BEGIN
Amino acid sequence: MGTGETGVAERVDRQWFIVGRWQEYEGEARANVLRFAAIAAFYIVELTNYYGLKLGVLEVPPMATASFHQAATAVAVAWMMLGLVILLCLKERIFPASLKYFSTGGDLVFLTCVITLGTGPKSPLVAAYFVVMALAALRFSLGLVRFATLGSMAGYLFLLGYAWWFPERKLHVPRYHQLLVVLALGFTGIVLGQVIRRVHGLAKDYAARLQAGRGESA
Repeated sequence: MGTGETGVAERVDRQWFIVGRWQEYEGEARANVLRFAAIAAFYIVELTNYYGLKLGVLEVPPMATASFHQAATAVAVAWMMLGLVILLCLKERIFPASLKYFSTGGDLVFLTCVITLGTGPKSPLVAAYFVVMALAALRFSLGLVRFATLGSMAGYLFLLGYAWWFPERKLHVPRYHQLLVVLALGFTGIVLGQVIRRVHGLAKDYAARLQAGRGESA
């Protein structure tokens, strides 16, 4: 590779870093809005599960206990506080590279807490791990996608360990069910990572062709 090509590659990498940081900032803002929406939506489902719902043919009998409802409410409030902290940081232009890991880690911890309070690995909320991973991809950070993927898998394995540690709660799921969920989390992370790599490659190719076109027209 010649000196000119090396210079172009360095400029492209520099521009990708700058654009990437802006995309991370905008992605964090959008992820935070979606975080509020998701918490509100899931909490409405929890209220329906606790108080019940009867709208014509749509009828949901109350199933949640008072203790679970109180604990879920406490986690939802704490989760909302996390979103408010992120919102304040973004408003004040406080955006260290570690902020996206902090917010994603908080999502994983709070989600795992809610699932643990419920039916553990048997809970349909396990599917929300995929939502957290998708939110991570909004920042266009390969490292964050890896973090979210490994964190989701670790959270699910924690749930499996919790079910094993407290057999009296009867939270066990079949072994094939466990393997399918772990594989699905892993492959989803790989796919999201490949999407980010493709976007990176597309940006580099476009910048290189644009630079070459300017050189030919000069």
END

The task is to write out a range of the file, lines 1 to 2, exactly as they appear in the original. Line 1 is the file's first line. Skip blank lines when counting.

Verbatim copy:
Amino acid sequence: MGTGETGVAERVDRQWFIVGRWQEYEGEARANVLRFAAIAAFYIVELTNYYGLKLGVLEVPPMATASFHQAATAVAVAWMMLGLVILLCLKERIFPASLKYFSTGGDLVFLTCVITLGTGPKSPLVAAYFVVMALAALRFSLGLVRFATLGSMAGYLFLLGYAWWFPERKLHVPRYHQLLVVLALGFTGIVLGQVIRRVHGLAKDYAARLQAGRGESA
Repeated sequence: MGTGETGVAERVDRQWFIVGRWQEYEGEARANVLRFAAIAAFYIVELTNYYGLKLGVLEVPPMATASFHQAATAVAVAWMMLGLVILLCLKERIFPASLKYFSTGGDLVFLTCVITLGTGPKSPLVAAYFVVMALAALRFSLGLVRFATLGSMAGYLFLLGYAWWFPERKLHVPRYHQLLVVLALGFTGIVLGQVIRRVHGLAKDYAARLQAGRGESA